If anyone has been watching my blog you’ll probably have noticed that I’ve been “reading” Mystify for a LONG time. Well to be honest, I haven’t been able to give it the attention it deserved until the last couple of days. It’s an ARC I received from NetGalley, so it’s been sitting on my Sony eReader. And well – my eReader has been tempermental to say the least and I’ve been avoiding it. But… now that I’ve promised myself that I take a lunch break at work and I finished Tempestuous earlier this week – I thought I’d try charging and taking my eReader to work. And by golly – my faith has been restored in my eReader and I’ve been able to finish Mystify!
Mystify is the second book in Artist Arthur’s Mystyx series. I enjoyed it as much as I enjoyed Manifest, the first in the series. Mystify is told from Sasha’s viewpoint and continues to take us on the adventure that this little group of teens, the Mystyx have been thrown in. Neither of them is certain of their purpose yet, but they do recognize that they have at least two things in common: a birthmark in the shape of an M and the second being that they each have a “power”.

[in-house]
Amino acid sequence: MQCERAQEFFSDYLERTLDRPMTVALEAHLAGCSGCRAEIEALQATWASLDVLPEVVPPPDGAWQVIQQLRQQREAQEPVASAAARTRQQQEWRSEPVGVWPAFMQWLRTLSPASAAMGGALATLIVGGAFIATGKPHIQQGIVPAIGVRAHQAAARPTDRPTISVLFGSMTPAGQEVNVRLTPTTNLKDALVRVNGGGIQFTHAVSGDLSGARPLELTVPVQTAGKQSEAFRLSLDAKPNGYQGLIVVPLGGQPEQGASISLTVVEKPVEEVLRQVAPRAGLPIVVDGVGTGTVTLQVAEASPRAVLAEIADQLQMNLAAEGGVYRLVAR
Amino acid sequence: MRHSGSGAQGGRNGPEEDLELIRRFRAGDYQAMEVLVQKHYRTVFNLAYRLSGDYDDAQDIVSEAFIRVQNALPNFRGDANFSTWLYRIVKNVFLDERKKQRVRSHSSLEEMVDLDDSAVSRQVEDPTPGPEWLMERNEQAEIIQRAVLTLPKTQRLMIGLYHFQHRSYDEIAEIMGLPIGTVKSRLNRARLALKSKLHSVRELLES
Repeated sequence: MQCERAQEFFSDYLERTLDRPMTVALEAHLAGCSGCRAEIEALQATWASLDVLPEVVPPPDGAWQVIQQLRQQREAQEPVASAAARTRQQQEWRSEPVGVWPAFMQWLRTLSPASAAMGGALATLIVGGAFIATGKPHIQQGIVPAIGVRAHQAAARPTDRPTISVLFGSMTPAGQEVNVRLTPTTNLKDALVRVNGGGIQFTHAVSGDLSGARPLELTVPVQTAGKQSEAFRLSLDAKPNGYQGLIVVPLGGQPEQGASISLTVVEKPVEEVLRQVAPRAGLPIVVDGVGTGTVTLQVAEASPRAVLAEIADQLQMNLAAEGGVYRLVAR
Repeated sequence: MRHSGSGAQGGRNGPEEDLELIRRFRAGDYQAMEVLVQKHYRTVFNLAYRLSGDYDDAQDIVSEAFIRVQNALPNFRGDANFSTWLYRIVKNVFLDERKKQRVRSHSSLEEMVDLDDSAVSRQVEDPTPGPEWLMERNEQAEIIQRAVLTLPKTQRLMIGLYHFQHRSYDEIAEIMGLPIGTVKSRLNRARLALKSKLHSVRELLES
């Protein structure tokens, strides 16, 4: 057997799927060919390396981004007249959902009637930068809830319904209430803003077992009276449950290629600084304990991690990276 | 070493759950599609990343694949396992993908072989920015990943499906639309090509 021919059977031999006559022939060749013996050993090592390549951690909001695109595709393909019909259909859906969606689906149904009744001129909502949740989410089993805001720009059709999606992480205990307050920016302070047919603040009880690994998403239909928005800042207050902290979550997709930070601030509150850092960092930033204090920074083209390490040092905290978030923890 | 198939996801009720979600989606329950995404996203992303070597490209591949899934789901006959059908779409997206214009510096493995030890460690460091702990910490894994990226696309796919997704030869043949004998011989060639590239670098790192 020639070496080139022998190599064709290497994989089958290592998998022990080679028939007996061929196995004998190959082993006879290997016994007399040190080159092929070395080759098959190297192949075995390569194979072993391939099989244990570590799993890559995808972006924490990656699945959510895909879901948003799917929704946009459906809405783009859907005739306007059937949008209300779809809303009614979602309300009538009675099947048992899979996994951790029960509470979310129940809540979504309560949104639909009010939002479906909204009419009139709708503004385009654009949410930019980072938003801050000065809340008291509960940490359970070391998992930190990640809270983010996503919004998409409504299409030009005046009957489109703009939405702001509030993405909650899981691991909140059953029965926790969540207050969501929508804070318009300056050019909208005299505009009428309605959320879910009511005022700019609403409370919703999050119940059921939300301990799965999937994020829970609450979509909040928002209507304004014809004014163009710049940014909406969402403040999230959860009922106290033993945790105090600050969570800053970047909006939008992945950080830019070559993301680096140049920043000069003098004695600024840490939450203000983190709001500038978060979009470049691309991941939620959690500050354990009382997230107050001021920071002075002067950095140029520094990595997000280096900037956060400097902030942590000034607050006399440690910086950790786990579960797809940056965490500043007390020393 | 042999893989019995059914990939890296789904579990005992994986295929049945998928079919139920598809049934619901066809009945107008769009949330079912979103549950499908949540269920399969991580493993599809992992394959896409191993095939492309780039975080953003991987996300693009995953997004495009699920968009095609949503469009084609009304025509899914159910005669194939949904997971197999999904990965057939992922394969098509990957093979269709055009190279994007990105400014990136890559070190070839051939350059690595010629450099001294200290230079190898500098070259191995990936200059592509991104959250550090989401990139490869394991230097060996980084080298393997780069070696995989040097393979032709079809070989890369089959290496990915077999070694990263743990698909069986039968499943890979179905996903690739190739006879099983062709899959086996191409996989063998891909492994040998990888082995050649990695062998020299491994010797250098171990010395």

In Mystify, Sasha learns that her power is the ability to astral project. She figures this out haphazardly one night while she’s in bed thinking about Antoine, a black boy who lives across the tracks, and finds herself at a dance club with him but somehow she’s left her body at home in bed. Sasha, is a supposed Richie, so someone her parents demand that she hang out with the “right” kind of people, do the “right” kind of activities, not someone who wants to date Antoine and who’s best friend since elementary has been Jake, a Trackie. By trying to keep her parents’ demands in check she finds herself alienating her friends and Antoine. However, the Darkness brings the four friends together and now the Mystyx needs to learn more about the Darkness, what is it, and how are they going to stop it and why?
Artist Arthur has done a wonderful job bringing to light or rather keeping the issues of discrimination in the forefront of a great story dealing with Good and Evil. I love it!! The Good vs. Evil battle has a different twist than most out there today – so definitely worth a read!
Ages: 12 and up
“I’m hesitant, and then I’m not because I know I want to hug him. And yeah, I probably want to kiss him, too. Hormones are a bi-atch!” p. 81
“The guys – three of them – all have on skinny jeans hanging off their butts to show their boxers. Don’t ask me why this is a style. It’s crazy to think that showing your underwear is cute.” p. 118
Arthur, Artist. (2010) Mystify. New York, NY: Kimani Press.
Author website: http://www.artistarthurbooks.com/